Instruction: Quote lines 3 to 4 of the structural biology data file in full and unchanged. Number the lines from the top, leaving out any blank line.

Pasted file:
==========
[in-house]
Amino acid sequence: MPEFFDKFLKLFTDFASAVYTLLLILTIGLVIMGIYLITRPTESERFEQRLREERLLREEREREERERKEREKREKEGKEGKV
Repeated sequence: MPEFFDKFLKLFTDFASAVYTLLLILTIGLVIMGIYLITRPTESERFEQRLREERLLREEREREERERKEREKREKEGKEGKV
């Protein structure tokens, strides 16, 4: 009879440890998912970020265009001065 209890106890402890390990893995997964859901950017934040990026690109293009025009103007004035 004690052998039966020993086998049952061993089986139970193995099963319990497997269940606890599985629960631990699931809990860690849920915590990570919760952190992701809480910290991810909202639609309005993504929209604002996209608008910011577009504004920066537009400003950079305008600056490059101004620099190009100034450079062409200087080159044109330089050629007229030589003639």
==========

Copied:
Repeated sequence: MPEFFDKFLKLFTDFASAVYTLLLILTIGLVIMGIYLITRPTESERFEQRLREERLLREEREREERERKEREKREKEGKEGKV
């Protein structure tokens, strides 16, 4: 009879440890998912970020265009001065 209890106890402890390990893995997964859901950017934040990026690109293009025009103007004035 004690052998039966020993086998049952061993089986139970193995099963319990497997269940606890599985629960631990699931809990860690849920915590990570919760952190992701809480910290991810909202639609309005993504929209604002996209608008910011577009504004920066537009400003950079305008600056490059101004620099190009100034450079062409200087080159044109330089050629007229030589003639």